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The unprecedented events that worldwide population experienced during year 2020 due to the COVID-19 pandemic, resulted in the formation of numerous challenges across the majority of aspects of every day life. Manufacturing industries and supply chain networks faced a unique decostruction during this period due to restrictions created by global or local lockdowns. Reduction of human resources availability and transportation restrictions linked with the extreme and rapid increase of demand for medical supplies led manufactring related activities to reach their limits. Moreover, the non flexible manufacturing methods that are employed for the production of this type of equipment as well as the delayed delivery of products that are used as raw material at the early production stages, resulted in market shortage of medical supplies while demand constantly growing. As a matter of fact, various production models and manufacturing processes had to be used at different phases, due to different levels of resilience. Automotive industry in particular tested corresponding processes' agility by transforming production and speeding up the production of medical equipment with alternative ways. However, the formal identification of the problem as well as the quantified requirements of each manufacturing method have to be evaluated in order to extract meaningful results that identify the reasons why traditional manufacturing facilities faced such difficulties in the production of medical equipment and to propose a roadmap where Additive Manufacturing methods can be used for the immediate, local and low volume production of the desired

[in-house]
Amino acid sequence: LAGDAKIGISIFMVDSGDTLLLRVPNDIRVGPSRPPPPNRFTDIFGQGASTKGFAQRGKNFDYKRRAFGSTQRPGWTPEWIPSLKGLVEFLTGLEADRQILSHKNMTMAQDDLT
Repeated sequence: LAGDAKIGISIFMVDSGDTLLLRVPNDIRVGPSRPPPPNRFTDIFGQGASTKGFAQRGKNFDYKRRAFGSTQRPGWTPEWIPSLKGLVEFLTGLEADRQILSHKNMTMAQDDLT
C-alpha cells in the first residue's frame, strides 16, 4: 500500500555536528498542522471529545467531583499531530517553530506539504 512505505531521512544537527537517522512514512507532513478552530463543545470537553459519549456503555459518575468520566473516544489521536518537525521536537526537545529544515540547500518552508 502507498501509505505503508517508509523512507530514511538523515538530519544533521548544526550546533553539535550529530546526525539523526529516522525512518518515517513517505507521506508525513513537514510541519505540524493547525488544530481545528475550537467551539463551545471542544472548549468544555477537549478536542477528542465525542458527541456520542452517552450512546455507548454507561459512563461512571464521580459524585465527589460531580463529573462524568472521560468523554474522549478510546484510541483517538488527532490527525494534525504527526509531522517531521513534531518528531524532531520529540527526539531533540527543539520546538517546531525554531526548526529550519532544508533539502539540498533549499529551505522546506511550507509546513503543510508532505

... High variety production ramp-up is a critical step in product life cycle as it could lead to either success or failure of product introduction into the market [2] [6]. The criticality of this step is owed to several factors including the challenging costing and cost-benefit analysis tasks of unstable production [7]. Accordingly, this paper addresses the following questions: What are the challenges of ramp-up management particularly with regards to cost modelling and cost-benefit estimate? ...